In one embodiment of the method, the step of flowing a coolant from the conduit in a substantially circumferential direction toward an inner surface of the backing tube as discussed above can include flowing the coolant through the coolant plenum 145 from the inlet located at the first end (e.g., the bottom end) of the backing tube, flowing the coolant from the coolant plenum into the coolant channel 143, and flowing the coolant from the coolant channel 143 into the gap volume 20 via opening(s) 141.

The method for cooling a sputtering target may further include the steps of: iii) flowing the coolant from the gap volume 20 into an interior backing tube volume 30, and iv) flowing the coolant from the interior backing tube volume out through an outlet located at a second end (e.g., a top end) of the backing tube opposite to the first end.

In some embodiments, the coolant comprises water and the water is provided toward the inner surface of the backing tube and into the gap volume at angle of a where a may be 45° or less with respect to a line tangential to the inner surface of the backing tube enclosing the gap volume as described for the embodiment of FIG. 1C above. In other embodiments, the coolant comprises water and the water is provided into the gap volume through multiple openings formed along a length of the magnet assembly and/or through one slit that extends substantially an entire length of the magnet assembly as described for the embodiment in FIGS. 2A-2E above.

Furthermore, the coolant flows into the gap volume through a plurality of openings 141 formed in the conduit in FIG. 1A. In some embodiments, a velocity profile of coolant provided from a plurality of openings along the front side of the magnet assembly is substantially constant. In some embodiments, a velocity profile of coolant from each of the plurality of openings along a front side of the magnet assembly varies.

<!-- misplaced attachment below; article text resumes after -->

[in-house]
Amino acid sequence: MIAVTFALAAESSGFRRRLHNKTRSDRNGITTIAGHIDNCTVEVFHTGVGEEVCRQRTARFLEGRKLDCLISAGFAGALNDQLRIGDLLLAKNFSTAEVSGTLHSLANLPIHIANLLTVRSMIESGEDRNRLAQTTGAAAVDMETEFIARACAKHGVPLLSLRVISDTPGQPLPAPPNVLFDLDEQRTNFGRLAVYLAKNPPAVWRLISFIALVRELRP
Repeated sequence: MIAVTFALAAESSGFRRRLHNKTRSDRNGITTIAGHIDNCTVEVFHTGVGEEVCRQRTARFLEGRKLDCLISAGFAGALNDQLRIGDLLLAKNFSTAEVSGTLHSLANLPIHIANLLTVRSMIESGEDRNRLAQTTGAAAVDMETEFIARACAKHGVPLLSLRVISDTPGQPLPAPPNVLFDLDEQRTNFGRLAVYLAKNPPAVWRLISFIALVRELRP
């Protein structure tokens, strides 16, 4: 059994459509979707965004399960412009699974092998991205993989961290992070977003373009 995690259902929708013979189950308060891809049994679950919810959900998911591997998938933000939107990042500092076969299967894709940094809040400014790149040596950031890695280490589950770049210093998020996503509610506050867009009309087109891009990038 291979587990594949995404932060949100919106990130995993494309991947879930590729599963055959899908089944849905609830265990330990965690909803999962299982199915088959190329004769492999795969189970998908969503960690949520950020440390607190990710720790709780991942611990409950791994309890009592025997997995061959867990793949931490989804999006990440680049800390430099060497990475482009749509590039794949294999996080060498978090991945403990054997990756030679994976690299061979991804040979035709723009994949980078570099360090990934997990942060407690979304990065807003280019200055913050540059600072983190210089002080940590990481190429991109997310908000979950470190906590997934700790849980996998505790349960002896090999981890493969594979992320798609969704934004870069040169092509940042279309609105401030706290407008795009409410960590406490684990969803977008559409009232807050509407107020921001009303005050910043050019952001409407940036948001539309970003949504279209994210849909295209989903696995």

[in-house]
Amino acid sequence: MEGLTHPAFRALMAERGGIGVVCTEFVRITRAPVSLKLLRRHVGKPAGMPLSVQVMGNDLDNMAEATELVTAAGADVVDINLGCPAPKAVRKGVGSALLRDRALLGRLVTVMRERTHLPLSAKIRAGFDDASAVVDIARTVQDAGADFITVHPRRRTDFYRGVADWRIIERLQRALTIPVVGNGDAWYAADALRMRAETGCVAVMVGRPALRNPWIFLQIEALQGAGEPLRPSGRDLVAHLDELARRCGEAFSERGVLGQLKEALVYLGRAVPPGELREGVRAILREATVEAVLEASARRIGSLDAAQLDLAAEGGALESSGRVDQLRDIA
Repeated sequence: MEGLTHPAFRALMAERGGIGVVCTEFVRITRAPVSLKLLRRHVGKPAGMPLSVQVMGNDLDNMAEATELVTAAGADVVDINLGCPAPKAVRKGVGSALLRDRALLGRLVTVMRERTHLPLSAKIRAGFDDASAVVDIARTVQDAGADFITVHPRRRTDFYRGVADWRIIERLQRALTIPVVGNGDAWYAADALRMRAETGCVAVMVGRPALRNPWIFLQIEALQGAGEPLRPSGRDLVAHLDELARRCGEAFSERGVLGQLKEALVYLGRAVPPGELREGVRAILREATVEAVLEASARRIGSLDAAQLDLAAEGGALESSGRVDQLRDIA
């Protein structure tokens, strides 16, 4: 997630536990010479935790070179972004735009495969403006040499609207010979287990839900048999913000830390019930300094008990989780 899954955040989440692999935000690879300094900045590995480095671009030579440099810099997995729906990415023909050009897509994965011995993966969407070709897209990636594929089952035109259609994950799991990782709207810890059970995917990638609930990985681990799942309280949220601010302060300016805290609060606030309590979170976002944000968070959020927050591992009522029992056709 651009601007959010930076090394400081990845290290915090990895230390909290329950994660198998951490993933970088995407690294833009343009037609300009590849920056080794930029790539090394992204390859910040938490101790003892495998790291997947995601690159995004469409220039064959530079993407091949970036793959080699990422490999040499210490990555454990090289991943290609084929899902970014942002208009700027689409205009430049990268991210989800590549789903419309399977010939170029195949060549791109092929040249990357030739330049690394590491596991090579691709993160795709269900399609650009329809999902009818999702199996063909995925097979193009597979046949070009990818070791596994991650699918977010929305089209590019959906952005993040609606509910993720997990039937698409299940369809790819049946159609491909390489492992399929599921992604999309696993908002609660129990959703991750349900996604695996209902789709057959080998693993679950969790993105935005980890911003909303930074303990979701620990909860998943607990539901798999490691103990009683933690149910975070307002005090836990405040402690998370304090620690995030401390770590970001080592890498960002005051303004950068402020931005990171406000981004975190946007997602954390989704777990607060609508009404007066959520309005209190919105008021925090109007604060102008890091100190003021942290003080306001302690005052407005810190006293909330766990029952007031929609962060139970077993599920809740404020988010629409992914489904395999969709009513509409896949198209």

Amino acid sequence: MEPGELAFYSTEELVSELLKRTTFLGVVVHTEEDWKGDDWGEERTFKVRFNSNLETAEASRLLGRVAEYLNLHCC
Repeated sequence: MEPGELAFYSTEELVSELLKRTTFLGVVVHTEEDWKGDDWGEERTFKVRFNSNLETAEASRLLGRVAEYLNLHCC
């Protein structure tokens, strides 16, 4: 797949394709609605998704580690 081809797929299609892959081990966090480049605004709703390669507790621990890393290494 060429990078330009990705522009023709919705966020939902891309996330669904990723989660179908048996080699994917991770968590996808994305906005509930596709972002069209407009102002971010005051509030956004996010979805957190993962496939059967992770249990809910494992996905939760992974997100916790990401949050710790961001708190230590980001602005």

In one embodiment of the method for cooling a sputtering target assembly, the coolant is provided out of the openings 141 and/or into the gap volume in turbulent flow such that a Reynolds number of the coolant provided from openings 141 and/or into the gap volume 20 is at least 3000, such as 3000-5000. The coolant flow rate is dependent on several factors, such as the backing tube material which may comprise stainless steel, brass, copper, titanium, etc., the cathode length which may be e.g., 0.5-5 m, such as 1.5-3.5 m, sputtering power which may be e.g., 10-50 kW such as 25-40 kW, and/or other factors. In one embodiment, the coolant preferably comprises water provided at a flow rate of at least 5 gal/min Other coolants, such as propylene glycol, ethylene glycol, and ammonia may be used instead of or in addition to water. The coolants may be provided as a liquid or a gas.